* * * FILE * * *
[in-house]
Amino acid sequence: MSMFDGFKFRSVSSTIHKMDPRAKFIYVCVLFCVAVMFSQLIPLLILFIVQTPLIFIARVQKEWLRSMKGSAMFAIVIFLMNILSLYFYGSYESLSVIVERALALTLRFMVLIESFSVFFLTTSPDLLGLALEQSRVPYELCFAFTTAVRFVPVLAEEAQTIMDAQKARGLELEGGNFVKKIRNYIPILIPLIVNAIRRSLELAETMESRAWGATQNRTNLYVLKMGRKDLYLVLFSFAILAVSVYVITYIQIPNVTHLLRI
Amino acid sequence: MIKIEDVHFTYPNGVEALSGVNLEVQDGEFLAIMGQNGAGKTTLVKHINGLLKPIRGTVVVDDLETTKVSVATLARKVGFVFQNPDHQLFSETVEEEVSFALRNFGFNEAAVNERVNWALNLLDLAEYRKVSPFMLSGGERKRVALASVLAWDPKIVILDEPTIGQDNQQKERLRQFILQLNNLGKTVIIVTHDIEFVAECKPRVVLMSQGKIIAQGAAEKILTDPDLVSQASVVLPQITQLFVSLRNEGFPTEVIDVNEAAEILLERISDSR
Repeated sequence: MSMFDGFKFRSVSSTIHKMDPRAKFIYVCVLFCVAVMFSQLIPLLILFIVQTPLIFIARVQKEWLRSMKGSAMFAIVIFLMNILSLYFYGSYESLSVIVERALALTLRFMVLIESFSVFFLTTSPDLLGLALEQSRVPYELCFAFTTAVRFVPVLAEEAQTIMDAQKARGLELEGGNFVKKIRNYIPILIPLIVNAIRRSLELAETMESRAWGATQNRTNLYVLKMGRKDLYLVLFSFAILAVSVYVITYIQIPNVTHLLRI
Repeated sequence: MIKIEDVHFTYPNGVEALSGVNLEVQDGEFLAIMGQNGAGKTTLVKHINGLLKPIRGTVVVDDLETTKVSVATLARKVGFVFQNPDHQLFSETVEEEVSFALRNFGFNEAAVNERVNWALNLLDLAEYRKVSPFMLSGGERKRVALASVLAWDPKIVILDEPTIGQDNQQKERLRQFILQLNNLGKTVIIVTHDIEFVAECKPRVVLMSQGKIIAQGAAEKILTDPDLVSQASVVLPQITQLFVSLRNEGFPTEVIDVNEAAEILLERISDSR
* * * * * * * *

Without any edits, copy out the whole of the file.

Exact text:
[in-house]
Amino acid sequence: MSMFDGFKFRSVSSTIHKMDPRAKFIYVCVLFCVAVMFSQLIPLLILFIVQTPLIFIARVQKEWLRSMKGSAMFAIVIFLMNILSLYFYGSYESLSVIVERALALTLRFMVLIESFSVFFLTTSPDLLGLALEQSRVPYELCFAFTTAVRFVPVLAEEAQTIMDAQKARGLELEGGNFVKKIRNYIPILIPLIVNAIRRSLELAETMESRAWGATQNRTNLYVLKMGRKDLYLVLFSFAILAVSVYVITYIQIPNVTHLLRI
Amino acid sequence: MIKIEDVHFTYPNGVEALSGVNLEVQDGEFLAIMGQNGAGKTTLVKHINGLLKPIRGTVVVDDLETTKVSVATLARKVGFVFQNPDHQLFSETVEEEVSFALRNFGFNEAAVNERVNWALNLLDLAEYRKVSPFMLSGGERKRVALASVLAWDPKIVILDEPTIGQDNQQKERLRQFILQLNNLGKTVIIVTHDIEFVAECKPRVVLMSQGKIIAQGAAEKILTDPDLVSQASVVLPQITQLFVSLRNEGFPTEVIDVNEAAEILLERISDSR
Repeated sequence: MSMFDGFKFRSVSSTIHKMDPRAKFIYVCVLFCVAVMFSQLIPLLILFIVQTPLIFIARVQKEWLRSMKGSAMFAIVIFLMNILSLYFYGSYESLSVIVERALALTLRFMVLIESFSVFFLTTSPDLLGLALEQSRVPYELCFAFTTAVRFVPVLAEEAQTIMDAQKARGLELEGGNFVKKIRNYIPILIPLIVNAIRRSLELAETMESRAWGATQNRTNLYVLKMGRKDLYLVLFSFAILAVSVYVITYIQIPNVTHLLRI
Repeated sequence: MIKIEDVHFTYPNGVEALSGVNLEVQDGEFLAIMGQNGAGKTTLVKHINGLLKPIRGTVVVDDLETTKVSVATLARKVGFVFQNPDHQLFSETVEEEVSFALRNFGFNEAAVNERVNWALNLLDLAEYRKVSPFMLSGGERKRVALASVLAWDPKIVILDEPTIGQDNQQKERLRQFILQLNNLGKTVIIVTHDIEFVAECKPRVVLMSQGKIIAQGAAEKILTDPDLVSQASVVLPQITQLFVSLRNEGFPTEVIDVNEAAEILLERISDSR